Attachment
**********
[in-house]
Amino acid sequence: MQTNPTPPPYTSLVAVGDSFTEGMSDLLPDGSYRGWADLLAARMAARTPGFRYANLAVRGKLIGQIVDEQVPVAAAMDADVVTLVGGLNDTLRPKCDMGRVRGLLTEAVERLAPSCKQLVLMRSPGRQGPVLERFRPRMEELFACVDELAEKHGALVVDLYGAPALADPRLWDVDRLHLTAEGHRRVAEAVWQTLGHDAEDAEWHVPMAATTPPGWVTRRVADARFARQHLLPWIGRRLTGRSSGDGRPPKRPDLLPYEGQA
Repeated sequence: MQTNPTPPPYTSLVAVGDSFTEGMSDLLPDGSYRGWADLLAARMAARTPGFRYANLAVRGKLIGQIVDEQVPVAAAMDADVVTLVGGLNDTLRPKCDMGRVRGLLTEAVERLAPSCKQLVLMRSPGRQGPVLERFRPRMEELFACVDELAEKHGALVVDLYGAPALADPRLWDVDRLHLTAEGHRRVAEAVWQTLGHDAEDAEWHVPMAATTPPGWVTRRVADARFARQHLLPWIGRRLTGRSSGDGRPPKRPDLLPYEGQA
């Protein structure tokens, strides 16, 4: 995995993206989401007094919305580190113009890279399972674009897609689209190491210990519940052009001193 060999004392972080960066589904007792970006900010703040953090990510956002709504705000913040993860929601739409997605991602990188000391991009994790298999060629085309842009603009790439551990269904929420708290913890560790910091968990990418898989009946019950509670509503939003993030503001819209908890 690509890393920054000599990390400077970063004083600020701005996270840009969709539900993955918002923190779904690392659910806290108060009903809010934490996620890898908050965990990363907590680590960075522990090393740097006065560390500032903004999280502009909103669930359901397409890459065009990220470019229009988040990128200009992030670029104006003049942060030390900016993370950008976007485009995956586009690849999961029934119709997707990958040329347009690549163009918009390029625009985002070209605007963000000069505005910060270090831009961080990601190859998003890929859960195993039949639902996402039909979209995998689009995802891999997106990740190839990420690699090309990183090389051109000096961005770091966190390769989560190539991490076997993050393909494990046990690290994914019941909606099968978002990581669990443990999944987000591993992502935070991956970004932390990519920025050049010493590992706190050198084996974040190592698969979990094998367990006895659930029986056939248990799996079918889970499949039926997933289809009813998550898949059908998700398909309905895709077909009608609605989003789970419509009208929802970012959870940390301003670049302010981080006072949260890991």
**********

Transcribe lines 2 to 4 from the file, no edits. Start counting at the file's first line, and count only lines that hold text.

Amino acid sequence: MQTNPTPPPYTSLVAVGDSFTEGMSDLLPDGSYRGWADLLAARMAARTPGFRYANLAVRGKLIGQIVDEQVPVAAAMDADVVTLVGGLNDTLRPKCDMGRVRGLLTEAVERLAPSCKQLVLMRSPGRQGPVLERFRPRMEELFACVDELAEKHGALVVDLYGAPALADPRLWDVDRLHLTAEGHRRVAEAVWQTLGHDAEDAEWHVPMAATTPPGWVTRRVADARFARQHLLPWIGRRLTGRSSGDGRPPKRPDLLPYEGQA
Repeated sequence: MQTNPTPPPYTSLVAVGDSFTEGMSDLLPDGSYRGWADLLAARMAARTPGFRYANLAVRGKLIGQIVDEQVPVAAAMDADVVTLVGGLNDTLRPKCDMGRVRGLLTEAVERLAPSCKQLVLMRSPGRQGPVLERFRPRMEELFACVDELAEKHGALVVDLYGAPALADPRLWDVDRLHLTAEGHRRVAEAVWQTLGHDAEDAEWHVPMAATTPPGWVTRRVADARFARQHLLPWIGRRLTGRSSGDGRPPKRPDLLPYEGQA
């Protein structure tokens, strides 16, 4: 995995993206989401007094919305580190113009890279399972674009897609689209190491210990519940052009001193 060999004392972080960066589904007792970006900010703040953090990510956002709504705000913040993860929601739409997605991602990188000391991009994790298999060629085309842009603009790439551990269904929420708290913890560790910091968990990418898989009946019950509670509503939003993030503001819209908890 690509890393920054000599990390400077970063004083600020701005996270840009969709539900993955918002923190779904690392659910806290108060009903809010934490996620890898908050965990990363907590680590960075522990090393740097006065560390500032903004999280502009909103669930359901397409890459065009990220470019229009988040990128200009992030670029104006003049942060030390900016993370950008976007485009995956586009690849999961029934119709997707990958040329347009690549163009918009390029625009985002070209605007963000000069505005910060270090831009961080990601190859998003890929859960195993039949639902996402039909979209995998689009995802891999997106990740190839990420690699090309990183090389051109000096961005770091966190390769989560190539991490076997993050393909494990046990690290994914019941909606099968978002990581669990443990999944987000591993992502935070991956970004932390990519920025050049010493590992706190050198084996974040190592698969979990094998367990006895659930029986056939248990799996079918889970499949039926997933289809009813998550898949059908998700398909309905895709077909009608609605989003789970419509009208929802970012959870940390301003670049302010981080006072949260890991």